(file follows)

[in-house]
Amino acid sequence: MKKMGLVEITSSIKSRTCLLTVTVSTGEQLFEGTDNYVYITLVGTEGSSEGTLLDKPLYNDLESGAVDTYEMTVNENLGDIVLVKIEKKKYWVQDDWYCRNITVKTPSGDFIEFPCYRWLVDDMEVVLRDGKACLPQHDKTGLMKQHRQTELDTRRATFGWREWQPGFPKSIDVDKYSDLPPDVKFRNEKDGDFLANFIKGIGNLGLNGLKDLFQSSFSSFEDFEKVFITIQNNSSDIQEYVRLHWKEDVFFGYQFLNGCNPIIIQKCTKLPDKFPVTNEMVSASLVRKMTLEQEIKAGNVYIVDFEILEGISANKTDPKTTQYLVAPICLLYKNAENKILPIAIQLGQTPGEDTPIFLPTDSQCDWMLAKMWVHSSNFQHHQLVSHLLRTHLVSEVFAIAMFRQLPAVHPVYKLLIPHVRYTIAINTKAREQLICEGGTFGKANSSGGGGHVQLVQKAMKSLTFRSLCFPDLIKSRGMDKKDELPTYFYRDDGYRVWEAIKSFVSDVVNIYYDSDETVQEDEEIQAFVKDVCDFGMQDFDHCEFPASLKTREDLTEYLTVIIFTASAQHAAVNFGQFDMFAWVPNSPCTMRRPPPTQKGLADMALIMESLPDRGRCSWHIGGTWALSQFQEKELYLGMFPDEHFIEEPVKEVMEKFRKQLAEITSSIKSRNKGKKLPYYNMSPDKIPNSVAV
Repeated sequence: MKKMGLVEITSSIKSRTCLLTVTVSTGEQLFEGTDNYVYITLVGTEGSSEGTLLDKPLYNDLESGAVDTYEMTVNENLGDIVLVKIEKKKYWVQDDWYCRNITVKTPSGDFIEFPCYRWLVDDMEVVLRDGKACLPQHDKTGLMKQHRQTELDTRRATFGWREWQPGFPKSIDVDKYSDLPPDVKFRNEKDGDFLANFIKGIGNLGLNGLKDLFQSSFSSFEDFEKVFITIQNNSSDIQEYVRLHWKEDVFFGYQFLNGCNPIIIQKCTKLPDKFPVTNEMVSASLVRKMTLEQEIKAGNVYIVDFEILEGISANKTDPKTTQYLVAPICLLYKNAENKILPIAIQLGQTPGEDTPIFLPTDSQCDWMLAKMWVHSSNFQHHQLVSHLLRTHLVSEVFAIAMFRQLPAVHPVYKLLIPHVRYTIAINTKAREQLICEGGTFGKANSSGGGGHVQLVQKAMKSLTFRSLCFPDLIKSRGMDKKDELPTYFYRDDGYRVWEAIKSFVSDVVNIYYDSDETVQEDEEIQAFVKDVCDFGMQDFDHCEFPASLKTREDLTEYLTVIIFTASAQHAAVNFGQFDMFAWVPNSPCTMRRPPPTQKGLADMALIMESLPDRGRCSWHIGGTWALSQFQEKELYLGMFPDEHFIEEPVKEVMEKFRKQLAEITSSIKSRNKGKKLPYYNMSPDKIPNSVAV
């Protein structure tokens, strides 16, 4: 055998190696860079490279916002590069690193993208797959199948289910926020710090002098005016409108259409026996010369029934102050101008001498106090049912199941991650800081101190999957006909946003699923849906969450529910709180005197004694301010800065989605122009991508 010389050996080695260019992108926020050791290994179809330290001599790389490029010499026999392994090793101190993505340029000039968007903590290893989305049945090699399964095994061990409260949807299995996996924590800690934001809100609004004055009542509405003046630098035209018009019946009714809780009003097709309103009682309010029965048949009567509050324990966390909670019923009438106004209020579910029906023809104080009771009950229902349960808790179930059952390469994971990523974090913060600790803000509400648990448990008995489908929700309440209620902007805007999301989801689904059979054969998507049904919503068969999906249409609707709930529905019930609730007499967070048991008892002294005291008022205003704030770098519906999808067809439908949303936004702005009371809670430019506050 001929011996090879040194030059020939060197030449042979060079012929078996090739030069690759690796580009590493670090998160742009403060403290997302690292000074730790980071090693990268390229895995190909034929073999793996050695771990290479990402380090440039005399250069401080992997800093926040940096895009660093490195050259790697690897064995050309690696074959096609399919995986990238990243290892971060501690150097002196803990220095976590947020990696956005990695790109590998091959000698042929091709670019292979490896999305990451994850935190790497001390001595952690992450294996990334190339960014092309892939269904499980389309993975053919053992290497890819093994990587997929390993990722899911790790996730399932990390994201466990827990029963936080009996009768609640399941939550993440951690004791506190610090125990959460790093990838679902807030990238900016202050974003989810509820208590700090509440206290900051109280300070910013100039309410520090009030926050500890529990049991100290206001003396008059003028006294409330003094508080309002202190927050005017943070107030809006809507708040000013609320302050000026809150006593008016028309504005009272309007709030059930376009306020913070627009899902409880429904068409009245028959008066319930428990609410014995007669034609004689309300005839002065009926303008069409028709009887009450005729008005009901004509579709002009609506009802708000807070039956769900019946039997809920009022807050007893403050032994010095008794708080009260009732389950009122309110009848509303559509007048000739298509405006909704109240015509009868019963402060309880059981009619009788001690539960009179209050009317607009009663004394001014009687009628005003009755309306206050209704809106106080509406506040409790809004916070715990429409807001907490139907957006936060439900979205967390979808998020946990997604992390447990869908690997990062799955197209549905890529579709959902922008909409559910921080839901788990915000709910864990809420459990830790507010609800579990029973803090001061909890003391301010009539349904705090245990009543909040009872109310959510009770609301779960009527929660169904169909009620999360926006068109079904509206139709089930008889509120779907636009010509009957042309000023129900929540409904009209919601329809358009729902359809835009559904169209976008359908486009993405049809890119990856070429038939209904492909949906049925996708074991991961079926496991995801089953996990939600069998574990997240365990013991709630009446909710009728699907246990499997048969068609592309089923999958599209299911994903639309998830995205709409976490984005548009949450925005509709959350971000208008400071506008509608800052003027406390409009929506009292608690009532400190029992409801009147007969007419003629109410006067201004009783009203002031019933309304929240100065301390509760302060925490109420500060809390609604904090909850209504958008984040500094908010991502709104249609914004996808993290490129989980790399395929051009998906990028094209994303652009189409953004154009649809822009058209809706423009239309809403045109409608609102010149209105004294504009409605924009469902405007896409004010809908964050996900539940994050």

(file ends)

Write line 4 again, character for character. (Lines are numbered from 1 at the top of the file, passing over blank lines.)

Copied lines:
């Protein structure tokens, strides 16, 4: 055998190696860079490279916002590069690193993208797959199948289910926020710090002098005016409108259409026996010369029934102050101008001498106090049912199941991650800081101190999957006909946003699923849906969450529910709180005197004694301010800065989605122009991508 010389050996080695260019992108926020050791290994179809330290001599790389490029010499026999392994090793101190993505340029000039968007903590290893989305049945090699399964095994061990409260949807299995996996924590800690934001809100609004004055009542509405003046630098035209018009019946009714809780009003097709309103009682309010029965048949009567509050324990966390909670019923009438106004209020579910029906023809104080009771009950229902349960808790179930059952390469994971990523974090913060600790803000509400648990448990008995489908929700309440209620902007805007999301989801689904059979054969998507049904919503068969999906249409609707709930529905019930609730007499967070048991008892002294005291008022205003704030770098519906999808067809439908949303936004702005009371809670430019506050 001929011996090879040194030059020939060197030449042979060079012929078996090739030069690759690796580009590493670090998160742009403060403290997302690292000074730790980071090693990268390229895995190909034929073999793996050695771990290479990402380090440039005399250069401080992997800093926040940096895009660093490195050259790697690897064995050309690696074959096609399919995986990238990243290892971060501690150097002196803990220095976590947020990696956005990695790109590998091959000698042929091709670019292979490896999305990451994850935190790497001390001595952690992450294996990334190339960014092309892939269904499980389309993975053919053992290497890819093994990587997929390993990722899911790790996730399932990390994201466990827990029963936080009996009768609640399941939550993440951690004791506190610090125990959460790093990838679902807030990238900016202050974003989810509820208590700090509440206290900051109280300070910013100039309410520090009030926050500890529990049991100290206001003396008059003028006294409330003094508080309002202190927050005017943070107030809006809507708040000013609320302050000026809150006593008016028309504005009272309007709030059930376009306020913070627009899902409880429904068409009245028959008066319930428990609410014995007669034609004689309300005839002065009926303008069409028709009887009450005729008005009901004509579709002009609506009802708000807070039956769900019946039997809920009022807050007893403050032994010095008794708080009260009732389950009122309110009848509303559509007048000739298509405006909704109240015509009868019963402060309880059981009619009788001690539960009179209050009317607009009663004394001014009687009628005003009755309306206050209704809106106080509406506040409790809004916070715990429409807001907490139907957006936060439900979205967390979808998020946990997604992390447990869908690997990062799955197209549905890529579709959902922008909409559910921080839901788990915000709910864990809420459990830790507010609800579990029973803090001061909890003391301010009539349904705090245990009543909040009872109310959510009770609301779960009527929660169904169909009620999360926006068109079904509206139709089930008889509120779907636009010509009957042309000023129900929540409904009209919601329809358009729902359809835009559904169209976008359908486009993405049809890119990856070429038939209904492909949906049925996708074991991961079926496991995801089953996990939600069998574990997240365990013991709630009446909710009728699907246990499997048969068609592309089923999958599209299911994903639309998830995205709409976490984005548009949450925005509709959350971000208008400071506008509608800052003027406390409009929506009292608690009532400190029992409801009147007969007419003629109410006067201004009783009203002031019933309304929240100065301390509760302060925490109420500060809390609604904090909850209504958008984040500094908010991502709104249609914004996808993290490129989980790399395929051009998906990028094209994303652009189409953004154009649809822009058209809706423009239309809403045109409608609102010149209105004294504009409605924009469902405007896409004010809908964050996900539940994050």